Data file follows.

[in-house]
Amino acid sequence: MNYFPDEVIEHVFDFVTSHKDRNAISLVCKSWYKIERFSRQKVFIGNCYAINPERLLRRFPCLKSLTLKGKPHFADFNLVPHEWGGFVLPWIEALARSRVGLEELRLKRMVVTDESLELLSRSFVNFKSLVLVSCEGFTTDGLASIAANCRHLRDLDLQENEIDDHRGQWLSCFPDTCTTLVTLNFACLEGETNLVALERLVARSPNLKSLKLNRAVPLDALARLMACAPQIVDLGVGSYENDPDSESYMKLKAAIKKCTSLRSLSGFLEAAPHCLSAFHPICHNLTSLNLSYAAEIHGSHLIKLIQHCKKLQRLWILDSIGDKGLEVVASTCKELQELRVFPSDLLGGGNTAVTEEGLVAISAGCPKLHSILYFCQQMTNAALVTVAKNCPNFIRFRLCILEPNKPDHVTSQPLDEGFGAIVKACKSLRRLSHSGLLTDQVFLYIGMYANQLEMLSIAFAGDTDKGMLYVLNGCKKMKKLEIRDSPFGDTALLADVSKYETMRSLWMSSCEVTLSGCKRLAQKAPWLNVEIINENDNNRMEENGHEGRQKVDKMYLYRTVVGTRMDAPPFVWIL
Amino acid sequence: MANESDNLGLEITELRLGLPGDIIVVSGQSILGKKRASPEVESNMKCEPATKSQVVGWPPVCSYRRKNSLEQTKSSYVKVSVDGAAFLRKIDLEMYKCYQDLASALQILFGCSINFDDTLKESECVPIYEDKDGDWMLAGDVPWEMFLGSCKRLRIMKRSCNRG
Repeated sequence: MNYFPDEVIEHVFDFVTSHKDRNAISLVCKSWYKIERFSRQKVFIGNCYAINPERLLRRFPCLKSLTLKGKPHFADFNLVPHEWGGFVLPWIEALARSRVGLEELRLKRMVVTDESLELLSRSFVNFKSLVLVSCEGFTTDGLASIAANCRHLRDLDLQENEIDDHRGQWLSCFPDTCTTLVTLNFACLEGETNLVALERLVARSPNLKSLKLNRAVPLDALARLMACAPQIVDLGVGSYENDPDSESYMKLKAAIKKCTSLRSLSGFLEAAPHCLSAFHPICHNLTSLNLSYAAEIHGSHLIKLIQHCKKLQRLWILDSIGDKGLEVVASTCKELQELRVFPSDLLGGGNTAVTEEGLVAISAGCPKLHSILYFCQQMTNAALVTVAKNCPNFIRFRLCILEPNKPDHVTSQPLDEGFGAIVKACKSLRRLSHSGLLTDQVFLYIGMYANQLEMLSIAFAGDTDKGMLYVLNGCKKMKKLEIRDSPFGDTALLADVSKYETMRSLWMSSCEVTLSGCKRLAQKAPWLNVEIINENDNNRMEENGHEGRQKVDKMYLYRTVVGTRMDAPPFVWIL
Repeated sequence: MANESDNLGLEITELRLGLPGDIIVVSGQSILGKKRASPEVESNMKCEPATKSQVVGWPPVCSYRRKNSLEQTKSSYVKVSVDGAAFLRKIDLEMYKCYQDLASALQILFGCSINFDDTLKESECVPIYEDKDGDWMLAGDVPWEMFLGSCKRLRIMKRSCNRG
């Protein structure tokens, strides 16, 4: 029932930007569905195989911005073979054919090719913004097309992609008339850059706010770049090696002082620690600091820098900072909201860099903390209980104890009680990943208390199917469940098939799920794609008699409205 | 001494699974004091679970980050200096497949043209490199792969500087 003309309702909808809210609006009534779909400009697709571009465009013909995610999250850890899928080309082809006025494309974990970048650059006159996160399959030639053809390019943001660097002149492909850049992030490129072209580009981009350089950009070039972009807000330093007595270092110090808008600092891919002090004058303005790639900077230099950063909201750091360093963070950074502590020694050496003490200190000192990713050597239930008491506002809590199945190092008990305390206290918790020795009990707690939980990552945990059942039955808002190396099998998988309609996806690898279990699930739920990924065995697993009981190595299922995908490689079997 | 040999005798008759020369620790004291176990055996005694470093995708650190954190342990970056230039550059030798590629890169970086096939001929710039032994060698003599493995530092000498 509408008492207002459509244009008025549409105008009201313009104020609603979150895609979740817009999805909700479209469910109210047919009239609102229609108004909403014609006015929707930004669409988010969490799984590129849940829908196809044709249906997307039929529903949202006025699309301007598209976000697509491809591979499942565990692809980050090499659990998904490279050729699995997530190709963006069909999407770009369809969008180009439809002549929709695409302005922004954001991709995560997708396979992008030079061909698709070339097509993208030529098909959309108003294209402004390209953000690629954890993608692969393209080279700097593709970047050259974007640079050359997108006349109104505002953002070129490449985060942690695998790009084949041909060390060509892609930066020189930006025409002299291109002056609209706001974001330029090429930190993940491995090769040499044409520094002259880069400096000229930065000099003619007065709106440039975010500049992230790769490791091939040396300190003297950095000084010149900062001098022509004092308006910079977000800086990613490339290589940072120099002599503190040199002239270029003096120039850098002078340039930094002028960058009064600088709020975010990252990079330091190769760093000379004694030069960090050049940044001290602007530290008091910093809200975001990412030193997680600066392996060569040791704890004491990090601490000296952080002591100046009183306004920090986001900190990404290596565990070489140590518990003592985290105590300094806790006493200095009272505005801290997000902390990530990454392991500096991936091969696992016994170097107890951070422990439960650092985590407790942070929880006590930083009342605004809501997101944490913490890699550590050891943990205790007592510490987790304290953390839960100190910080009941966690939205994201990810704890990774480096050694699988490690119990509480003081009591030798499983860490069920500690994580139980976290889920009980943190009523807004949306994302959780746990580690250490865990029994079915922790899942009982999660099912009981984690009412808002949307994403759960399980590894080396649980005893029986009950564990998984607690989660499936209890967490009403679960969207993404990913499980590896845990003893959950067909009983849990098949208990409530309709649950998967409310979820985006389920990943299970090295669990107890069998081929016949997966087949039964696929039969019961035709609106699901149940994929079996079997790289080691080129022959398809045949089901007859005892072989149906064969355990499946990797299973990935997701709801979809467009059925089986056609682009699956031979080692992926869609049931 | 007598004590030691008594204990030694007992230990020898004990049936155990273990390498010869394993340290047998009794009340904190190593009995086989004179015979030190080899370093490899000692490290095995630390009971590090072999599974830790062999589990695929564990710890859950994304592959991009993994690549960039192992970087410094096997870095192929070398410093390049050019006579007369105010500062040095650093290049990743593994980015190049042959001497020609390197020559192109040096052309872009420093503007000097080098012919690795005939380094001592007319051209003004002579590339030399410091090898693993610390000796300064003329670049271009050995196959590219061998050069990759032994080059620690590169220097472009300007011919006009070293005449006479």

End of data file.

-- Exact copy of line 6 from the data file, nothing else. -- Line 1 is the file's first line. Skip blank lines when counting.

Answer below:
């Protein structure tokens, strides 16, 4: 029932930007569905195989911005073979054919090719913004097309992609008339850059706010770049090696002082620690600091820098900072909201860099903390209980104890009680990943208390199917469940098939799920794609008699409205 | 001494699974004091679970980050200096497949043209490199792969500087 003309309702909808809210609006009534779909400009697709571009465009013909995610999250850890899928080309082809006025494309974990970048650059006159996160399959030639053809390019943001660097002149492909850049992030490129072209580009981009350089950009070039972009807000330093007595270092110090808008600092891919002090004058303005790639900077230099950063909201750091360093963070950074502590020694050496003490200190000192990713050597239930008491506002809590199945190092008990305390206290918790020795009990707690939980990552945990059942039955808002190396099998998988309609996806690898279990699930739920990924065995697993009981190595299922995908490689079997 | 040999005798008759020369620790004291176990055996005694470093995708650190954190342990970056230039550059030798590629890169970086096939001929710039032994060698003599493995530092000498 509408008492207002459509244009008025549409105008009201313009104020609603979150895609979740817009999805909700479209469910109210047919009239609102229609108004909403014609006015929707930004669409988010969490799984590129849940829908196809044709249906997307039929529903949202006025699309301007598209976000697509491809591979499942565990692809980050090499659990998904490279050729699995997530190709963006069909999407770009369809969008180009439809002549929709695409302005922004954001991709995560997708396979992008030079061909698709070339097509993208030529098909959309108003294209402004390209953000690629954890993608692969393209080279700097593709970047050259974007640079050359997108006349109104505002953002070129490449985060942690695998790009084949041909060390060509892609930066020189930006025409002299291109002056609209706001974001330029090429930190993940491995090769040499044409520094002259880069400096000229930065000099003619007065709106440039975010500049992230790769490791091939040396300190003297950095000084010149900062001098022509004092308006910079977000800086990613490339290589940072120099002599503190040199002239270029003096120039850098002078340039930094002028960058009064600088709020975010990252990079330091190769760093000379004694030069960090050049940044001290602007530290008091910093809200975001990412030193997680600066392996060569040791704890004491990090601490000296952080002591100046009183306004920090986001900190990404290596565990070489140590518990003592985290105590300094806790006493200095009272505005801290997000902390990530990454392991500096991936091969696992016994170097107890951070422990439960650092985590407790942070929880006590930083009342605004809501997101944490913490890699550590050891943990205790007592510490987790304290953390839960100190910080009941966690939205994201990810704890990774480096050694699988490690119990509480003081009591030798499983860490069920500690994580139980976290889920009980943190009523807004949306994302959780746990580690250490865990029994079915922790899942009982999660099912009981984690009412808002949307994403759960399980590894080396649980005893029986009950564990998984607690989660499936209890967490009403679960969207993404990913499980590896845990003893959950067909009983849990098949208990409530309709649950998967409310979820985006389920990943299970090295669990107890069998081929016949997966087949039964696929039969019961035709609106699901149940994929079996079997790289080691080129022959398809045949089901007859005892072989149906064969355990499946990797299973990935997701709801979809467009059925089986056609682009699956031979080692992926869609049931 | 007598004590030691008594204990030694007992230990020898004990049936155990273990390498010869394993340290047998009794009340904190190593009995086989004179015979030190080899370093490899000692490290095995630390009971590090072999599974830790062999589990695929564990710890859950994304592959991009993994690549960039192992970087410094096997870095192929070398410093390049050019006579007369105010500062040095650093290049990743593994980015190049042959001497020609390197020559192109040096052309872009420093503007000097080098012919690795005939380094001592007319051209003004002579590339030399410091090898693993610390000796300064003329670049271009050995196959590219061998050069990759032994080059620690590169220097472009300007011919006009070293005449006479």